Le dysfonctionnement mitochondrial impliqué dans les migraines

Mitochondrial dysfunction implicated in migraines

Nov 10, 2020
In the 1930s, it was suggested that migraine was associated with a decrease in blood sugar (Gray et al. 1935). Despite this hypothesis of the existence of a relationship between migraine and mitochondrial energetic metabolic dysfunction, the majority of research has focused on the vascular, neurovascular and neurological aspects of the disease. It was not until the publications of Willem Amery in 1982 that this hypothesis reappeared, in which a metabolic disorder is involved in the pathogenesis of migraines (Amery 1982). Since then, several scientific elements have been added, reinforcing the hypothesis that migraines could, at least partially, be due to an energy deficit syndrome.

Mitochondrial dysfunction

In migraine patients, it has been shown that markers of energy metabolism, such as adenosine triphosphate (ATP), lactate, which plays a fundamental role in anaerobic glycolysis, or magnesium, an essential cofactor for the production of ATP were modified. Indeed, a decrease in brain ATP has been observed between attacks in migraine sufferers with aura, compared to healthy patients (Lodi et al. 2001). A reduction in free cytosolic magnesium was observed in the occipital lobes during and between attacks (Ramadan et al. 1989). As for lactate, the data seem to vary between studies, with a higher rate in migraine patients with aura, but these results have not been reproduced in patients without aura (Reyngoudt et al. 2011; Watanabe et al. 1996 ). The level of phosphocreatine (a molecule of phosphorylated creatine rich in energy, used in the muscles during the synthesis of ATP) is reduced in migraine patients while the level of adenosine diphosphate is increased (Montagna et al. 1994); this indicates a low intracellular energy level, as well as a probable mitochondrial dysfunction. These conditions can lead to the inability of neurons to cope with an increased energy requirement, making the brains of migraine patients more sensitive to certain stimuli, which trigger the attack.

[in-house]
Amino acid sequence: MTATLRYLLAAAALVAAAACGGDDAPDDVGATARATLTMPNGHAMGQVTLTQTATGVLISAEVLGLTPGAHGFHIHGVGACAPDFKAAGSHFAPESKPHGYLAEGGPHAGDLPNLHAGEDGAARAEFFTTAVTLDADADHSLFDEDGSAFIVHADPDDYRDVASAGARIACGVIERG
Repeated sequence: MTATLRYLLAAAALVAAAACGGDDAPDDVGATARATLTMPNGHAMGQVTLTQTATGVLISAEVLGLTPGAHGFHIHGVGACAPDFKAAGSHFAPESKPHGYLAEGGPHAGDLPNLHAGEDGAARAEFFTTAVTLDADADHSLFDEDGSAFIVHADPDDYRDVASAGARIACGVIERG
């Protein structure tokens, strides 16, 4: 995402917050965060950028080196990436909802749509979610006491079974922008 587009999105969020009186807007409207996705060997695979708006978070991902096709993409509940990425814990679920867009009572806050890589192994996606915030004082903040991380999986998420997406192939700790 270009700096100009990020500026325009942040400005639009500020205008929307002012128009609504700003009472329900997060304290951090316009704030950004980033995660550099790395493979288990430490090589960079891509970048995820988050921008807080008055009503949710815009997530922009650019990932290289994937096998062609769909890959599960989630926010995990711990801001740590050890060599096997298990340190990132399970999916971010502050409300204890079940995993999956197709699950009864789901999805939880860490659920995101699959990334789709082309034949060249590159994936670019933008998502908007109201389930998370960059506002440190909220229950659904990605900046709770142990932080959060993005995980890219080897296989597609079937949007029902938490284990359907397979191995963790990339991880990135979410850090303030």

A lack of ATP disrupts the functioning of neuronal ion pumps, the membranes depolarize and an intracellular influx of Ca 2+ causes the massive release of glutamate (De Baaij et al. 2015). The latter leads to a massive depolarization of neurons in cascade and ultimately, severe neuronal dysfunction. This massive depolarization of neurons is reminiscent of the DCE that we described previously.

One of the elements that has directed a number of research on migraines towards the metabolic aspect is the study of MELAS syndrome, a genetic disease caused by mutations in mitochondrial DNA, and which, as its acronym indicates, associates a myopathy (M), encephalopathy (E), lactic acidosis (LA) and pseudo-strokes (S). In addition to these symptoms, one can find unilateral headaches of sudden onset, vision disorders such as diplopia or scotoma, speech difficulties, nausea or vomiting and exacerbated pain during physical activity. These are all signs that are also found in migraine patients (Kugler et al. 2007) and which suggest that migraine could also be associated with a metabolic alteration, involving the mitochondria.

During glycolysis, the mitochondria transform pyruvate into acetyl-CoA then during a respiratory chain into ATP and lactate (Dimauro et al. 2004). In migraine patients, a dysfunction of this respiratory chain could explain the variations in the patient's energy metabolism (Gross et al. 2019).

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